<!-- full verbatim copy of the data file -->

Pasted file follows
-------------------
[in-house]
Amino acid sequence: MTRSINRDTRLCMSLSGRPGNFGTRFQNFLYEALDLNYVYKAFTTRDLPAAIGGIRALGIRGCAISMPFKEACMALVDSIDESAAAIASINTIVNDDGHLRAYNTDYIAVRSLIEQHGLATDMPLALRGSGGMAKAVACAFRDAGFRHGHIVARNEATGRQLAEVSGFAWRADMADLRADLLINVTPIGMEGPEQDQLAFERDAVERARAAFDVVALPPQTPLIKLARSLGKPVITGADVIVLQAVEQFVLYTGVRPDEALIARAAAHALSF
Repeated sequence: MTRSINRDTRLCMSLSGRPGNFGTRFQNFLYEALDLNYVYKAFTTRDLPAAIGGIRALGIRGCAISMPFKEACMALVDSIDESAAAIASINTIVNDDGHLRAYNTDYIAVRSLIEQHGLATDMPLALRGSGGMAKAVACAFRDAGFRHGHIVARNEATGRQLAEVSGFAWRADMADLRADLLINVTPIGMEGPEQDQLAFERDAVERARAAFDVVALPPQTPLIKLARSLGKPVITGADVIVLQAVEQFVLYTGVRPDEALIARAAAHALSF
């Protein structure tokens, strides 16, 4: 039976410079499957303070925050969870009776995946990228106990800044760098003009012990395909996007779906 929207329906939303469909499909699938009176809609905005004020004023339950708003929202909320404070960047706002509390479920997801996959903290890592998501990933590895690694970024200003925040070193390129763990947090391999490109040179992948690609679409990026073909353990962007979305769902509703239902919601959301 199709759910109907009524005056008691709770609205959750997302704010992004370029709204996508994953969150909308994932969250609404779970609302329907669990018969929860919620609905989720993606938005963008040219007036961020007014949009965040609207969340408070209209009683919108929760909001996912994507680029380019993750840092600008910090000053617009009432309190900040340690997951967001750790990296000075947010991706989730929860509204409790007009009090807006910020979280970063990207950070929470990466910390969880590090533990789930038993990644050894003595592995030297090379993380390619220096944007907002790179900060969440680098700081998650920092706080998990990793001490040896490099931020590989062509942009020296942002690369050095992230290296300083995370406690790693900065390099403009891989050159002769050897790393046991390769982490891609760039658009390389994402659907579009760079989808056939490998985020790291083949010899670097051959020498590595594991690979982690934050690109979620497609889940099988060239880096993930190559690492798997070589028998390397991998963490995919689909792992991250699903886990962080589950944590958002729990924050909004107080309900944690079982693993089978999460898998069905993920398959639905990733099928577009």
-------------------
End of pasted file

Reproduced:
[in-house]
Amino acid sequence: MTRSINRDTRLCMSLSGRPGNFGTRFQNFLYEALDLNYVYKAFTTRDLPAAIGGIRALGIRGCAISMPFKEACMALVDSIDESAAAIASINTIVNDDGHLRAYNTDYIAVRSLIEQHGLATDMPLALRGSGGMAKAVACAFRDAGFRHGHIVARNEATGRQLAEVSGFAWRADMADLRADLLINVTPIGMEGPEQDQLAFERDAVERARAAFDVVALPPQTPLIKLARSLGKPVITGADVIVLQAVEQFVLYTGVRPDEALIARAAAHALSF
Repeated sequence: MTRSINRDTRLCMSLSGRPGNFGTRFQNFLYEALDLNYVYKAFTTRDLPAAIGGIRALGIRGCAISMPFKEACMALVDSIDESAAAIASINTIVNDDGHLRAYNTDYIAVRSLIEQHGLATDMPLALRGSGGMAKAVACAFRDAGFRHGHIVARNEATGRQLAEVSGFAWRADMADLRADLLINVTPIGMEGPEQDQLAFERDAVERARAAFDVVALPPQTPLIKLARSLGKPVITGADVIVLQAVEQFVLYTGVRPDEALIARAAAHALSF
């Protein structure tokens, strides 16, 4: 039976410079499957303070925050969870009776995946990228106990800044760098003009012990395909996007779906 929207329906939303469909499909699938009176809609905005004020004023339950708003929202909320404070960047706002509390479920997801996959903290890592998501990933590895690694970024200003925040070193390129763990947090391999490109040179992948690609679409990026073909353990962007979305769902509703239902919601959301 199709759910109907009524005056008691709770609205959750997302704010992004370029709204996508994953969150909308994932969250609404779970609302329907669990018969929860919620609905989720993606938005963008040219007036961020007014949009965040609207969340408070209209009683919108929760909001996912994507680029380019993750840092600008910090000053617009009432309190900040340690997951967001750790990296000075947010991706989730929860509204409790007009009090807006910020979280970063990207950070929470990466910390969880590090533990789930038993990644050894003595592995030297090379993380390619220096944007907002790179900060969440680098700081998650920092706080998990990793001490040896490099931020590989062509942009020296942002690369050095992230290296300083995370406690790693900065390099403009891989050159002769050897790393046991390769982490891609760039658009390389994402659907579009760079989808056939490998985020790291083949010899670097051959020498590595594991690979982690934050690109979620497609889940099988060239880096993930190559690492798997070589028998390397991998963490995919689909792992991250699903886990962080589950944590958002729990924050909004107080309900944690079982693993089978999460898998069905993920398959639905990733099928577009």